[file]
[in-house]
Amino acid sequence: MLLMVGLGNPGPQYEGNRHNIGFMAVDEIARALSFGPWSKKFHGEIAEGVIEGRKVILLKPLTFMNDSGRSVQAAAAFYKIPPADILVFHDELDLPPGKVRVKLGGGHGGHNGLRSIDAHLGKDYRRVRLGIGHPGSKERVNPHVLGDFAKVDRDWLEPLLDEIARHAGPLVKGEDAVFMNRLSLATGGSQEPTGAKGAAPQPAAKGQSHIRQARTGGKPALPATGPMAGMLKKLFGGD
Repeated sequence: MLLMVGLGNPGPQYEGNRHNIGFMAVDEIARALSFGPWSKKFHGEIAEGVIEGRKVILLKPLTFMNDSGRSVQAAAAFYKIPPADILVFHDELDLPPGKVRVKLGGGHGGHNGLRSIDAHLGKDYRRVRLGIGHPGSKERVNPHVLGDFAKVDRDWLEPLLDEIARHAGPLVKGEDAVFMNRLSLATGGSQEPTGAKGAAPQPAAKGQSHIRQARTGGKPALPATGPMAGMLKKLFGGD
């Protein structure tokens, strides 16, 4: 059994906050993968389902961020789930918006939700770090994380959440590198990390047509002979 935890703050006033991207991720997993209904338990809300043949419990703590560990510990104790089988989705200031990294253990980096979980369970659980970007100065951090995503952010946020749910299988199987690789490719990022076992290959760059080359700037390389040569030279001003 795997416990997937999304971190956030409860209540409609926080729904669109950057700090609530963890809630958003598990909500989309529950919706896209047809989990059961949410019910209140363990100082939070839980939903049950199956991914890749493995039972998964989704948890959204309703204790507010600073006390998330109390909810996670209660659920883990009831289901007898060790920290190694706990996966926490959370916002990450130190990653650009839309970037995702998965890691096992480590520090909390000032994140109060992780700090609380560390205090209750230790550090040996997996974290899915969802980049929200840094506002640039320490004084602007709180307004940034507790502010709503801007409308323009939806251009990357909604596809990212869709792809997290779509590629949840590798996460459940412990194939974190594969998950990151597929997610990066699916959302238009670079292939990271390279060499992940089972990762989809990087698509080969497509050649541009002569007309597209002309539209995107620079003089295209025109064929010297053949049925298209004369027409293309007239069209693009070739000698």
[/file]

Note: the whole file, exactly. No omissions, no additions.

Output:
[in-house]
Amino acid sequence: MLLMVGLGNPGPQYEGNRHNIGFMAVDEIARALSFGPWSKKFHGEIAEGVIEGRKVILLKPLTFMNDSGRSVQAAAAFYKIPPADILVFHDELDLPPGKVRVKLGGGHGGHNGLRSIDAHLGKDYRRVRLGIGHPGSKERVNPHVLGDFAKVDRDWLEPLLDEIARHAGPLVKGEDAVFMNRLSLATGGSQEPTGAKGAAPQPAAKGQSHIRQARTGGKPALPATGPMAGMLKKLFGGD
Repeated sequence: MLLMVGLGNPGPQYEGNRHNIGFMAVDEIARALSFGPWSKKFHGEIAEGVIEGRKVILLKPLTFMNDSGRSVQAAAAFYKIPPADILVFHDELDLPPGKVRVKLGGGHGGHNGLRSIDAHLGKDYRRVRLGIGHPGSKERVNPHVLGDFAKVDRDWLEPLLDEIARHAGPLVKGEDAVFMNRLSLATGGSQEPTGAKGAAPQPAAKGQSHIRQARTGGKPALPATGPMAGMLKKLFGGD
């Protein structure tokens, strides 16, 4: 059994906050993968389902961020789930918006939700770090994380959440590198990390047509002979 935890703050006033991207991720997993209904338990809300043949419990703590560990510990104790089988989705200031990294253990980096979980369970659980970007100065951090995503952010946020749910299988199987690789490719990022076992290959760059080359700037390389040569030279001003 795997416990997937999304971190956030409860209540409609926080729904669109950057700090609530963890809630958003598990909500989309529950919706896209047809989990059961949410019910209140363990100082939070839980939903049950199956991914890749493995039972998964989704948890959204309703204790507010600073006390998330109390909810996670209660659920883990009831289901007898060790920290190694706990996966926490959370916002990450130190990653650009839309970037995702998965890691096992480590520090909390000032994140109060992780700090609380560390205090209750230790550090040996997996974290899915969802980049929200840094506002640039320490004084602007709180307004940034507790502010709503801007409308323009939806251009990357909604596809990212869709792809997290779509590629949840590798996460459940412990194939974190594969998950990151597929997610990066699916959302238009670079292939990271390279060499992940089972990762989809990087698509080969497509050649541009002569007309597209002309539209995107620079003089295209025109064929010297053949049925298209004369027409293309007239069209693009070739000698």